By Alan R. McGillvray
July 15, 2006
I think that a landing tax on the passengers will keep them on-board and out of Alaskan tour shops and minor tours that make money for us residents.
For more than a few years I have watched the well-lighted cruise ships, sit offshore, until time to sail to the next port of call. I knew then and I know now, that the ships are conducting gambling operations within the 3-mile state limit, and have felt ripped-off. There are laws on the state books restricting gambling in our fair state, to limit gambling to the benefit of various non-profit organizations, that those may benefit persons in need. Including the Iditarod Sled Dog Race.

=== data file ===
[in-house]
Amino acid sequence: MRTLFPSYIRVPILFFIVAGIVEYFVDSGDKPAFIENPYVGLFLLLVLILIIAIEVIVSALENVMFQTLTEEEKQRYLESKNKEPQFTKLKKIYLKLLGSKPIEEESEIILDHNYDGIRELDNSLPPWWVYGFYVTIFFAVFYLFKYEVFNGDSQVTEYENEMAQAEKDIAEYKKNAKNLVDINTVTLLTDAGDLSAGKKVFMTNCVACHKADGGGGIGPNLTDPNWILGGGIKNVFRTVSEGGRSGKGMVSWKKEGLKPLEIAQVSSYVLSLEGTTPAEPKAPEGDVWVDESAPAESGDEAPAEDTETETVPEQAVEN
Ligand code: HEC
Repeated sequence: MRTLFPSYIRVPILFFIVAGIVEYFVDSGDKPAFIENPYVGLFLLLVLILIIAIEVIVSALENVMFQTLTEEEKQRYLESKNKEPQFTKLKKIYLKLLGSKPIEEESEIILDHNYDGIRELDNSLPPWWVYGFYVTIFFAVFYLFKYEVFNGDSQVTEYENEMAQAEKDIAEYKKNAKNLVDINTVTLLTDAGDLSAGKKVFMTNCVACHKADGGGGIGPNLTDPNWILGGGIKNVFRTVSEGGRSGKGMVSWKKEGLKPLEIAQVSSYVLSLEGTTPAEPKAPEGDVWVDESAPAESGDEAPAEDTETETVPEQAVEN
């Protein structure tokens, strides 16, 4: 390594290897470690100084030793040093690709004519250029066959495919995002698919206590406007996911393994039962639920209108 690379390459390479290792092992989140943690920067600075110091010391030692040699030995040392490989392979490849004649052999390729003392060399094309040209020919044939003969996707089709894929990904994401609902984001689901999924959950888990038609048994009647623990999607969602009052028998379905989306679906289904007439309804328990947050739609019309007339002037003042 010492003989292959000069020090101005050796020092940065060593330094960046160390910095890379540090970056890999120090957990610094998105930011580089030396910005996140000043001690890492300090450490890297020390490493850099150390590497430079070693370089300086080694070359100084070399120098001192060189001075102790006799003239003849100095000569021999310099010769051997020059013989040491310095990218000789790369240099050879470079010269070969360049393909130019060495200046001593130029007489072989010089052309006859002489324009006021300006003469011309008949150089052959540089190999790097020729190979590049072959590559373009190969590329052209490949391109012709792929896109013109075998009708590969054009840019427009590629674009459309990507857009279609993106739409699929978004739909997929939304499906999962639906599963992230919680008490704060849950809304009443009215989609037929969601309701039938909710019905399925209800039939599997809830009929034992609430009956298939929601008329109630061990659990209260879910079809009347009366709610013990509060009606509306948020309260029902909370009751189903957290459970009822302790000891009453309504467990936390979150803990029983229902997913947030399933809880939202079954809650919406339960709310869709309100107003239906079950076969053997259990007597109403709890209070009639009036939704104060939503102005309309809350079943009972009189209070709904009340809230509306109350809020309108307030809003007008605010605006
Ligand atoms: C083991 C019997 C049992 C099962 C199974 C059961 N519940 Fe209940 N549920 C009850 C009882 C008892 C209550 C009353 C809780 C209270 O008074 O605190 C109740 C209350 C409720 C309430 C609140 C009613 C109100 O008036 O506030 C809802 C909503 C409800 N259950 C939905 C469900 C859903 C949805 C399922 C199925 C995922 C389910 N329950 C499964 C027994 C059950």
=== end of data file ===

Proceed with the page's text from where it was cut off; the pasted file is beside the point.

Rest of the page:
Where are the taxes and enforcement of our state laws on the cruise ships? They not only owe for present operations, but for operations all the way back to when the first floating gambling parlor conducted their operations in our State waters. Plus interest.
WE ARE MISSING THE BET/BOAT
CITIZENS: if we fail to enact taxes on the cruise ship industry,
I think we'll lose even more money. We need to tax the operations
of these corporations that operate in our waters not the passengers
that want to see Alaska.
Alan R. McGillvray
About: "I am a long-time
resident of Alaska and Ketchikan, and I remember fish traps."
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